Cell phones — especially smartphones — gather, process, and store all kinds of data. From the text messages you send and receive, the photos you share, or the websites you visit, almost everything you do on your phone is stored and can be retrieved, even if you have deleted it. Some common types of data that can be retrieved from cell phones include:

  • Text message records, including both SMS messages and multimedia messages
  • Call records
  • Data that has been downloaded or used on the device
  • Cellular tower information and GPS location data
  • Internet browsing history
  • Email content

How Do Police Gather This Evidence?

Currently, there is quite a bit of difference as to how cell phone records can be accessed from state to state. Only a handful of states require a warrant to obtain cell phone data — and Connecticut is not one of them. Many have argued that obtaining such personal and revealing information from a cell phone without a warrant for that information violates the rights guaranteed by the Fourth Amendment, which prevents unreasonable searches and seizures.

How Reliable Is Cell Phone Data?

The reliability of cell phone data is also an issue when it comes to using it in court. Officials have stated that the use of cell phone tower evidence is not reliable information when it is used to determine the location of a person at a specific point in time. Many think that a cell phone connects with the cell phone tower that is physically nearest to a person’s location, when in reality, a device typically connects with the tower that has the clearest signal, which is not always the closest tower. Sometimes, a cell phone can connect with a tower that is more than 20 miles away from a person’s physical location.

Recently in Denmark, law enforcement officials have stated that they will be reviewing more than 10,000 court verdicts because of errors in cell phone tracking data. The worry is that some of the verdicts that used this type of evidence were incorrect or unfair verdicts based on inaccurate cell phone location data. This has also been a concern that has been expressed in Connecticut and across the country.

A Knowledgeable Connecticut Criminal Defense Lawyer Can Assist You With Your Case

Many people who are involved in the criminal justice process do not understand enough about cell phone data to make accurate decisions on whether or not cell-phone-based evidence is admissible in court. If you have been accused of a crime based on information from your cell phone, you should call a Hartford, CT criminal defense attorney. At the Woolf Law Firm, LLC, we can help you fight the use of cell phone evidence in your case or pursue an appeal for a verdict that used cell phone evidence. Contact us at 860-290-8690 to arrange a free consultation.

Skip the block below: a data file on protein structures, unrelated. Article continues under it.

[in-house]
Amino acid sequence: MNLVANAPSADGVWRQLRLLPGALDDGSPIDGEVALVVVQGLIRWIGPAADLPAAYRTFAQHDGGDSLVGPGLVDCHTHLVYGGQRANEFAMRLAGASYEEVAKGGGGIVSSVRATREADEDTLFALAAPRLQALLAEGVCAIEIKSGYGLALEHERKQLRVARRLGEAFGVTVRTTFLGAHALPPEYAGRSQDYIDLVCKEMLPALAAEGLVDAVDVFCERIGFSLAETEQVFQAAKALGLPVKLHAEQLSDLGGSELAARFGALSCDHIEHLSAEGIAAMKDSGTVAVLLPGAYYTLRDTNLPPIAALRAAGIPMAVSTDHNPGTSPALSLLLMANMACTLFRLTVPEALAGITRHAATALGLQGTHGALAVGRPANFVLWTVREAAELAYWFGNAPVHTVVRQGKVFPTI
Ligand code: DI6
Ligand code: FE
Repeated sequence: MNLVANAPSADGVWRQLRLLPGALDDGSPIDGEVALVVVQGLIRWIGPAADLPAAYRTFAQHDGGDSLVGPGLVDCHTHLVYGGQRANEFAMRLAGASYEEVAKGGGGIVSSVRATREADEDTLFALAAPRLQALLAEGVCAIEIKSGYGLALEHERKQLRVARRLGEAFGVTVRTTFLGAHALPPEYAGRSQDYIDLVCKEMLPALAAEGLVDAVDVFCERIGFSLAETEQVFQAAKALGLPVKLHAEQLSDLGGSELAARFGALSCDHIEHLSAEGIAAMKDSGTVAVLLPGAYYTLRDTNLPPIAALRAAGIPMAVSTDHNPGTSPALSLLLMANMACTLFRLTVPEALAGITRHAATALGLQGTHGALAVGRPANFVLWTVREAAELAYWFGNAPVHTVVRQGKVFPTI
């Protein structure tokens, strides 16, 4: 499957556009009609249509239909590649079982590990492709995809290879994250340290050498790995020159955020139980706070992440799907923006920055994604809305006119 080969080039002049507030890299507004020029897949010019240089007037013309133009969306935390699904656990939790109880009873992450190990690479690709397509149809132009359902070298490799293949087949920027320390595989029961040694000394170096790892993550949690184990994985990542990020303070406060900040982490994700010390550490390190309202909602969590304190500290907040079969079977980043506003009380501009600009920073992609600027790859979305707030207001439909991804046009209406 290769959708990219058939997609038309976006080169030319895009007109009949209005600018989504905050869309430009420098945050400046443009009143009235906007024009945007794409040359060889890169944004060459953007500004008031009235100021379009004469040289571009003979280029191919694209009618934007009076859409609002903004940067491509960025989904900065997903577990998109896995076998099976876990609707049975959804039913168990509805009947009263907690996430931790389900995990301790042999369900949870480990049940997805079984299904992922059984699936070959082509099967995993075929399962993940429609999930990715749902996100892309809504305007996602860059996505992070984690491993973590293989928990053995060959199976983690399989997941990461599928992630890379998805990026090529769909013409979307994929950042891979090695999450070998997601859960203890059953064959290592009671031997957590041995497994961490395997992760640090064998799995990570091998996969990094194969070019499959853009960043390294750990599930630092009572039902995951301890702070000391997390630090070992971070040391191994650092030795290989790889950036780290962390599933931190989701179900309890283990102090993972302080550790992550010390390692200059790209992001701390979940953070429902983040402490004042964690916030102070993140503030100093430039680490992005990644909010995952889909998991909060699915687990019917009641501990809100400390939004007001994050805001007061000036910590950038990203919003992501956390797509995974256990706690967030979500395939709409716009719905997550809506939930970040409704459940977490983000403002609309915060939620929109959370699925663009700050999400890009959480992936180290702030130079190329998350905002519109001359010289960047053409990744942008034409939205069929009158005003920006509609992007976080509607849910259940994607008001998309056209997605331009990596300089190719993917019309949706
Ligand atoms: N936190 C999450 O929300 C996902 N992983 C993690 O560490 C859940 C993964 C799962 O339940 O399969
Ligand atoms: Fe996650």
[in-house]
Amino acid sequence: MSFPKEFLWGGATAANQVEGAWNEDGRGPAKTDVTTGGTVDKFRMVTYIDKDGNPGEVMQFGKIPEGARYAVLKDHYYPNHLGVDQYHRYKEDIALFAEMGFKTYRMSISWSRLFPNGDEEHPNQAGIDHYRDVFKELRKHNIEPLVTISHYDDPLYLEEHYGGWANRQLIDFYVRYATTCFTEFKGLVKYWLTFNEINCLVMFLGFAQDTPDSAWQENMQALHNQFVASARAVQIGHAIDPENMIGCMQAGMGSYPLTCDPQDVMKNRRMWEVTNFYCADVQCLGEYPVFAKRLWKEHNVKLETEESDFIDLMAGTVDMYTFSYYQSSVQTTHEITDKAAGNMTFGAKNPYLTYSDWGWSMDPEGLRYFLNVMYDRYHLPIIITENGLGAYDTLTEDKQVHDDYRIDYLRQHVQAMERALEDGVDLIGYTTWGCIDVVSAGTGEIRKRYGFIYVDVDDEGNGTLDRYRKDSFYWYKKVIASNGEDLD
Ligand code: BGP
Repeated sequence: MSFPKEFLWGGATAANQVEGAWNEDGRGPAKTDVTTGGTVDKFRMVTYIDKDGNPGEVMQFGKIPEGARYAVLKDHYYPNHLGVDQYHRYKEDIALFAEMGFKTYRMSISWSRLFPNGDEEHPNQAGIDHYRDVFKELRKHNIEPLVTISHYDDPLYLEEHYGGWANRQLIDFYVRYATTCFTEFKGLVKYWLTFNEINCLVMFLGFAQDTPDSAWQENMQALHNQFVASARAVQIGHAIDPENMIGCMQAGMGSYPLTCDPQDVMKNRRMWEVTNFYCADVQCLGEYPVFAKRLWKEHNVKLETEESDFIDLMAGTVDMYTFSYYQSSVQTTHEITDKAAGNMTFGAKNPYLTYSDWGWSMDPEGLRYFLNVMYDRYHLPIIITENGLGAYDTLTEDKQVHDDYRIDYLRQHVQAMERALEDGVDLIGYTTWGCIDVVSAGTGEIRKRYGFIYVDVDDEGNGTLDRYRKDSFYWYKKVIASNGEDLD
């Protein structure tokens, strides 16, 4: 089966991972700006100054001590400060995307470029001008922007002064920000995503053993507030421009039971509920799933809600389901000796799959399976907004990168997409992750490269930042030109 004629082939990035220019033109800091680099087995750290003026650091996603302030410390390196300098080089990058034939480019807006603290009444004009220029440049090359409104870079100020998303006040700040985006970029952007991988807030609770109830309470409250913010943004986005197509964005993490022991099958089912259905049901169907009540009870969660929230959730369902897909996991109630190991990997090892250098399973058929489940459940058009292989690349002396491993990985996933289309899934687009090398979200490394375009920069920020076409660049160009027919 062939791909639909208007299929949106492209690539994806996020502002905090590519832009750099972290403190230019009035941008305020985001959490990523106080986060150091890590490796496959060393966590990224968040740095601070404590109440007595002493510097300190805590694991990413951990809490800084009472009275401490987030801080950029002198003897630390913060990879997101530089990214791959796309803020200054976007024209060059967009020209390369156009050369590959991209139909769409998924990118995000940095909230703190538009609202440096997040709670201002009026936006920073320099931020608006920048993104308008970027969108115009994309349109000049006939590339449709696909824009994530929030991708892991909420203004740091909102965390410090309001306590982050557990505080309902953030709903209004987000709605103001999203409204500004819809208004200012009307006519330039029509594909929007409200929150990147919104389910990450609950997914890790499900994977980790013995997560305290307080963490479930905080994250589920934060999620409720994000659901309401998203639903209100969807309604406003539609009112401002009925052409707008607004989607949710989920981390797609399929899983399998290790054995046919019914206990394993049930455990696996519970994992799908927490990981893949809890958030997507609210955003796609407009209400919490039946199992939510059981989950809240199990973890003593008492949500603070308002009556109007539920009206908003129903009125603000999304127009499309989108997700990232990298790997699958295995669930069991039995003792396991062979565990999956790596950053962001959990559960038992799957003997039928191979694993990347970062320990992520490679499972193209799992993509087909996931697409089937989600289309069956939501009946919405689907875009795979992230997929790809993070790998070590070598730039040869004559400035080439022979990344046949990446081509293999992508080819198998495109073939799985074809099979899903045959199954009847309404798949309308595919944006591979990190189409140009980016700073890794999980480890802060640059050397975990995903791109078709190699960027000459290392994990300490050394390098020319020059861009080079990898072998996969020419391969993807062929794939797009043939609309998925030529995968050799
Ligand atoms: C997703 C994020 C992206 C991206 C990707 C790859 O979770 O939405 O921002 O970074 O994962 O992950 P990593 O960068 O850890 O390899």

Sources:

https://www.nytimes.com/2019/08/20/world/europe/denmark-cellphone-data-courts.html

https://www.apnews.com/3117cc859d0e47f0827b9310efa1f355

https://www.courant.com/politics/hc-lender-cell-phone-tracking-0208-20150207-column.html

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 Connecticut criminal law attorney for facial recognition evidenceSince the 1990s, facial recognition technology has become more and more common. What was once just wishful and futuristic thinking is now present in our everyday lives in the United States. Home security devices use facial recognition to identify whether or not a visitor is someone you know. Some airports have implemented facial recognition software at check-in terminals to confirm your identity when you fly. Perhaps the most disturbing use of facial recognition technology is when it is used by law enforcement officials in criminal cases.

Federal Agencies Use Facial Recognition Technology

According to The Washington Post, the Federal Bureau of Investigation (FBI) and Immigration and Customs Enforcement (ICE) have been using various states’ driver’s license databases to access photos of millions of Americans without their knowledge or permission. The FBI has long had access to biometric data such as DNA and fingerprints — but that data was taken from criminal suspects. The majority of the estimated 640 million photos the FBI has access to are of Americans who have never been charged with a crime. Facial recognition searches have become a routine investigative tool by the FBI, but many have argued against the effectiveness of this relatively new technology.

Many Claim Facial Recognition Is Too Inaccurate to Be Used in Law Enforcement

Aside from the privacy concerns that many Americans and lawmakers have, there have also been concerns about the accuracy of facial recognition software in correctly identifying a person. The California American Civil Liberties Union (ACLU) conducted a study in which photos of the 120 members of the state legislature were run through facial recognition software marketed to law enforcement agencies. Results from the study concluded that one out of every five lawmakers (26 people) were incorrectly matched with people in a database of arrest photos. Even more concerning was the fact that nearly half of those who were incorrectly identified were people of color.